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What we know of the rescue efforts of 4 ‘cave boys’ of Thailand

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Four boys have been rescued so far and are receiving medical treatment at a hospital in Chiang Rai, about 60km away from the cave complex.

The team’s coach and eight other boys remain trapped in the flooded cave.

Officials said the rescue operation is scheduled to resume at approximately 7am local time (12am GMT), depending on the weather.

Here are all the latest updates:

11 hour round trip

  • It takes approximately 11 hours get to and from the chamber where the remaining eight boys are trapped, along with their coach.
  • The path, which was used to rescue four boys on Sunday, is a difficult one to navigate. To exit the cave, the remaining boys, likely malnutritioned are expected to dive a narrow passage, which is 0.6m deep.

Four boys ‘transported to hospital’

  • The four boys have been transported to a hospital in Chiang Rai in northern Thailand, about 60km away, witnesses told Reuters news agency.
  • Some 90 divers are involved in the rescue operation – 50 are foreign and 40 are Thai, the head of the rescue operation said.

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The four boys were on stretchers when they emerged from the cave. They’re now in hospital, some via chopper, some via road ambulance. Rescue mission to resume after masks/gear checked over and tanks replenished.

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Musings From Abroad

WHO ‘very worried’ over spread of Mpox varieties in Congo DR 

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A senior official of the World Health Organization (WHO), Rosamund Lewis, has said that the body is “very worried” about the spread of a variety of Mpox that has killed nearly 600 people in the Democratic Republic of Congo this year.

This year alone, Congo DR has reported 13,000 cases, which is more than twice as many as during the last peak in 2020, with the disease occurring in almost every province. The WHO is working with the authorities on the response and a risk assessment.

The dangerous clade mpox outbreak was the subject of a warning released by the U.S. Centre for Disease Control and Prevention (CDC) on Thursday.

“The virus variant is known to be more virulent. If it adapts better to human-to-human transmission, that presents a risk,” Lewis, WHO’s mpox lead, told journalists.

WHO in May announced that the disease was no longer a global health emergency after which its director-general, Tedros Adhanom Ghebreyesus, declared the end of the emergency status for the disease.

Most reported cases of the disease were identified through sexual health or other health services in primary or secondary healthcare facilities, and involved mainly, but not exclusively, men who have sex with men.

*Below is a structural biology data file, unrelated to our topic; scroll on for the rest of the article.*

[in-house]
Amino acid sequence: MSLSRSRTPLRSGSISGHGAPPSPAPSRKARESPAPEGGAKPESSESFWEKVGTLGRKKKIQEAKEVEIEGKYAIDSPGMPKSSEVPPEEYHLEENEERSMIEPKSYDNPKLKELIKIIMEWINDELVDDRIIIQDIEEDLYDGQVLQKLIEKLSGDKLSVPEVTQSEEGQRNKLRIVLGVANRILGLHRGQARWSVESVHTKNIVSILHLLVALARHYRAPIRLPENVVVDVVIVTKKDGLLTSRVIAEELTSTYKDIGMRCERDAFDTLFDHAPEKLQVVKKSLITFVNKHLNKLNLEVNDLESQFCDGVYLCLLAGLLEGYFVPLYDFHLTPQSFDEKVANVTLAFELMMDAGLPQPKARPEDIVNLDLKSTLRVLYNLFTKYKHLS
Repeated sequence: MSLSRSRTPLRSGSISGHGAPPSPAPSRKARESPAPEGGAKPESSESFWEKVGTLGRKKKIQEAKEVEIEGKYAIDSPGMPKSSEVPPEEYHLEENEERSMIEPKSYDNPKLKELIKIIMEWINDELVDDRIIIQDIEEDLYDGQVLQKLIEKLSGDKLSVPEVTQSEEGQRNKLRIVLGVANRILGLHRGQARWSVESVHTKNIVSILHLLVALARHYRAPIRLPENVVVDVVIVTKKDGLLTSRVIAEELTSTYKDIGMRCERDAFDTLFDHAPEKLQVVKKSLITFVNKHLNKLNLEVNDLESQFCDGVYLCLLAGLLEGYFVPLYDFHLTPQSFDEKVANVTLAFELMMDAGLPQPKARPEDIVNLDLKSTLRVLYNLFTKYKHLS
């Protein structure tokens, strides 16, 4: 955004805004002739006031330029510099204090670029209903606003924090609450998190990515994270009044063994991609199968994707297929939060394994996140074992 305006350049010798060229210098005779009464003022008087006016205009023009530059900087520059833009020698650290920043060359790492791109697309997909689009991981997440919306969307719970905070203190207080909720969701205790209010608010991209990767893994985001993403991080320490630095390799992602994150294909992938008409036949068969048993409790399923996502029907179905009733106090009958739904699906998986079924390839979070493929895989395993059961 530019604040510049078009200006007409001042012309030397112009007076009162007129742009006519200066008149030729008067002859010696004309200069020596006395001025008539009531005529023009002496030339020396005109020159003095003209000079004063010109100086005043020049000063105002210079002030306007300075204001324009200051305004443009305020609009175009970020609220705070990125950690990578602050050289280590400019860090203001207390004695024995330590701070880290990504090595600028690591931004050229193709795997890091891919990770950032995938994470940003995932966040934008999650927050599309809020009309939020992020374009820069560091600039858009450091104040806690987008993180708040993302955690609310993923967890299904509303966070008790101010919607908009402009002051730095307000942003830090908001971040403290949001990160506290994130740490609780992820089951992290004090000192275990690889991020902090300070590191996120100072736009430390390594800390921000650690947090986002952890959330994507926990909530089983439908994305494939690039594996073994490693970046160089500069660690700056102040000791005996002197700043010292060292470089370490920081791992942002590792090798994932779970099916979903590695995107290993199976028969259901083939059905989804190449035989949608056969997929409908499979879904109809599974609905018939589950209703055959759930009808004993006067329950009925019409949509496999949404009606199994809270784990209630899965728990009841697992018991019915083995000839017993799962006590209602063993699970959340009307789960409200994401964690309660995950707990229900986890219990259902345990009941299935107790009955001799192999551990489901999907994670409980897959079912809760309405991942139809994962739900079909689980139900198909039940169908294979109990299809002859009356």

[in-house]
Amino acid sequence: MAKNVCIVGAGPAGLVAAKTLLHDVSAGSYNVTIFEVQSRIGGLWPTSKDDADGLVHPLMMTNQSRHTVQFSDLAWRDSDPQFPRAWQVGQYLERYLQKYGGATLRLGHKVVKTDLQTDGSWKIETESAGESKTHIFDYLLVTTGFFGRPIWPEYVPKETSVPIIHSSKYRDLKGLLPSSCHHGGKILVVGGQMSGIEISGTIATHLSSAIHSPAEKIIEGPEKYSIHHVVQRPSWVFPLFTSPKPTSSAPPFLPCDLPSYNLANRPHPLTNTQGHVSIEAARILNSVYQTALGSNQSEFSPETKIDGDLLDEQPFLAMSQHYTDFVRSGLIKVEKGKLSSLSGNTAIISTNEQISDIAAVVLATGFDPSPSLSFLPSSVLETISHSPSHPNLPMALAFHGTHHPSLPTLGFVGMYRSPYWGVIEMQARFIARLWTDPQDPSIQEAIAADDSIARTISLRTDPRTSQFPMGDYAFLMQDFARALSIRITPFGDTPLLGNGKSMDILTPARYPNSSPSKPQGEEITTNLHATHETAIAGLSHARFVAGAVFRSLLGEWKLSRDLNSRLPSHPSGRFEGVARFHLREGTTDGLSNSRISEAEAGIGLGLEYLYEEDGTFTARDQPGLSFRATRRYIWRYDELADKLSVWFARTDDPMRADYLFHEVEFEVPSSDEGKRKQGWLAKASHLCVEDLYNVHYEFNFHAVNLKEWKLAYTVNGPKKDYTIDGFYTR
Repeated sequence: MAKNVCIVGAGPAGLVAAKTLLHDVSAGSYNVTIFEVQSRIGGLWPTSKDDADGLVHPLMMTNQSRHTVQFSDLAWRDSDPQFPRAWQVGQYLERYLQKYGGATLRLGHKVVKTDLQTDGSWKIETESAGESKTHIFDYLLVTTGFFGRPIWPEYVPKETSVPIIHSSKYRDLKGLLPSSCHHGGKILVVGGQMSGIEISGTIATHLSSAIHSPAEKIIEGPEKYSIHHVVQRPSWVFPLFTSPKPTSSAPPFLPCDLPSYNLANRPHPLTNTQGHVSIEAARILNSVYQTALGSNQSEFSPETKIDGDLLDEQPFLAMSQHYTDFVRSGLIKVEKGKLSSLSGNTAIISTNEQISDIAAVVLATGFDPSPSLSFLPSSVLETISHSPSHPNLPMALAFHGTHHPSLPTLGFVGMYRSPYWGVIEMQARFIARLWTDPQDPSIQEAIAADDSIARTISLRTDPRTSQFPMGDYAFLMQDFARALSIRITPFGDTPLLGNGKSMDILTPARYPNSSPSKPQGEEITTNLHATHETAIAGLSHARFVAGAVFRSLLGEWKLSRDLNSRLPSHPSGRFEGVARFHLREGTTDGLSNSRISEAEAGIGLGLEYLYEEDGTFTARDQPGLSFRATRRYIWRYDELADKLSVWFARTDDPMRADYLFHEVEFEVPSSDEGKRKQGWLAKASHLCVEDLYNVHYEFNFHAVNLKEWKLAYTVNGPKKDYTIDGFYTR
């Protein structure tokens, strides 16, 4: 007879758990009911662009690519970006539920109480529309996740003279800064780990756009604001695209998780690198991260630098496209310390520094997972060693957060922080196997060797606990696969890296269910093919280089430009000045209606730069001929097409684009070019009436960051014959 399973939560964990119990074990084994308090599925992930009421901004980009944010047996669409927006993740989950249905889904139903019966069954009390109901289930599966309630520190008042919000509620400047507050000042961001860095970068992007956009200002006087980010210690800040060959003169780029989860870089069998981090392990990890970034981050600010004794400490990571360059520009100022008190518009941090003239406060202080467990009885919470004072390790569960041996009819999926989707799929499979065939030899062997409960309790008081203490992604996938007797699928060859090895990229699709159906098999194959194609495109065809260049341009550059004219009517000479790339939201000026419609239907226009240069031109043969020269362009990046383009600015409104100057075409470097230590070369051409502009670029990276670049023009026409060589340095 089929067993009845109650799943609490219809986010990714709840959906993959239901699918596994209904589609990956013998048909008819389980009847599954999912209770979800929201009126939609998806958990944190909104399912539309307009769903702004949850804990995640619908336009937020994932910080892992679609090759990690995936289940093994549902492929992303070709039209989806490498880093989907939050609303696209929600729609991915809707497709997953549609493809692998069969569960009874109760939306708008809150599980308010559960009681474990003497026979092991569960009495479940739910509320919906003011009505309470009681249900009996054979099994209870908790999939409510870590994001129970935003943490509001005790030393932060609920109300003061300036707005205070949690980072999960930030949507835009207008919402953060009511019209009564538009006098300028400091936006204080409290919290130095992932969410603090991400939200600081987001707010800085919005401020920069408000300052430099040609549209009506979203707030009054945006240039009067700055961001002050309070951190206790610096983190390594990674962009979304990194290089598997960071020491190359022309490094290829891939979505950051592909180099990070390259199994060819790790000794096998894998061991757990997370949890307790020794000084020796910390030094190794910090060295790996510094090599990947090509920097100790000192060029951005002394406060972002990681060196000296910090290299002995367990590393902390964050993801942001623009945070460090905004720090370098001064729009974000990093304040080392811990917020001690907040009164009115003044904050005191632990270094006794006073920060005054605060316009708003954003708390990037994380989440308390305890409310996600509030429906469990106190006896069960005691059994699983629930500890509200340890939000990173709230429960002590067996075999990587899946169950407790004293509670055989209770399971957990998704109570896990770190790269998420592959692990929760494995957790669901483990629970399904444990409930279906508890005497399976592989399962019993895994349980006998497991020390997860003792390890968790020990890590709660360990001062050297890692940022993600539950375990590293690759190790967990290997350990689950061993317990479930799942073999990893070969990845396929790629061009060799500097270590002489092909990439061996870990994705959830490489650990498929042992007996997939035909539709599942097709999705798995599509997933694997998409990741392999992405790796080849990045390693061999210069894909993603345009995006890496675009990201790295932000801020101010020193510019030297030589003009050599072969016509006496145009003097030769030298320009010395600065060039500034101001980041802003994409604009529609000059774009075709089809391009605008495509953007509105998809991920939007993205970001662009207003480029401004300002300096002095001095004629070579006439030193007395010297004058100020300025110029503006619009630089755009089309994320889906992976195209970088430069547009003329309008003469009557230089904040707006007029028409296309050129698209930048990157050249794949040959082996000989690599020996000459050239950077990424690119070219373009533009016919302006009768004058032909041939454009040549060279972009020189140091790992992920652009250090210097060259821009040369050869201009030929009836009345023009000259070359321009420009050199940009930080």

A less severe form known as clade II started to spread around the world last year, mostly through male-to-male sexual contact, prompting WHO to declare a public health emergency.

Lewis expressed concern over new evidence suggesting that clade I can also spread through sexual contact. According to her, mumps can also infect humans through contaminated animals or family members living together in a home. Children and those with weakened immune systems are particularly vulnerable; in up to 10% of cases of clade I, illness results in death.

“We have very little information of who is dying of mpox [in DRC] other than age,” said Lewis, adding more data was needed.

The viral infection known as mpox spreads by intimate contact and results in lesions filled with pus and flu-like symptoms. Although most cases are mild and can be fatal.

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Musings From Abroad

Sudan Conflict: US insists all warring parties guilty of war crimes

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The US Secretary of State, Antony Blinken, has maintained that neither party in the ongoing conflict in Sudan can be exonerated from war crimes.

The position was made known on Wednesday as the US continues pressure on the army and paramilitary Rapid Support Forces (RSF) to end fighting that has caused a humanitarian crisis. The US also insisted that the RSF and allied militias committed crimes against humanity and ethnic cleansing.

“The expansion of the needless conflict between the RSF and the SAF has caused grievous human suffering,” Blinken said, referring to the Sudanese Armed Forces (SAF). In West Darfur, the RSF has also been charged with spearheading an ethnic massacre; in the capital city of Khartoum, locals have accused the paramilitary group of raping, stealing, and detaining civilians.

“Masalit civilians have been hunted down and left for dead in the streets, their homes set on fire, and told that there is no place in Sudan for them,” Blinken said. The Masalit are a non-Arab tribe.

“Detainees have been abused, and some have been killed at SAF and RSF detention sites,” Blinken added.

A war broke out in mid-April between the army and the paramilitary Rapid Support Forces (RSF) over plans for a political transition and the integration of the RSF into the military, four years after longtime ruler, Omar al-Bashir, was overthrown in an uprising.

Blinken, however, maintained that the position did not rule out the possibility of other determinations in the future as more information became available.

“The United States is committed to building on this determination and using available tools to end this conflict and cease committing the atrocities and other abuses that are depriving the Sudanese people of freedom, peace, and justice,” Blinken said.

Over 6 million people have fled their homes as a result of the conflict, and about 1.2 million of them have entered neighbouring countries, severely straining the resources of Sudan and its neighbours.

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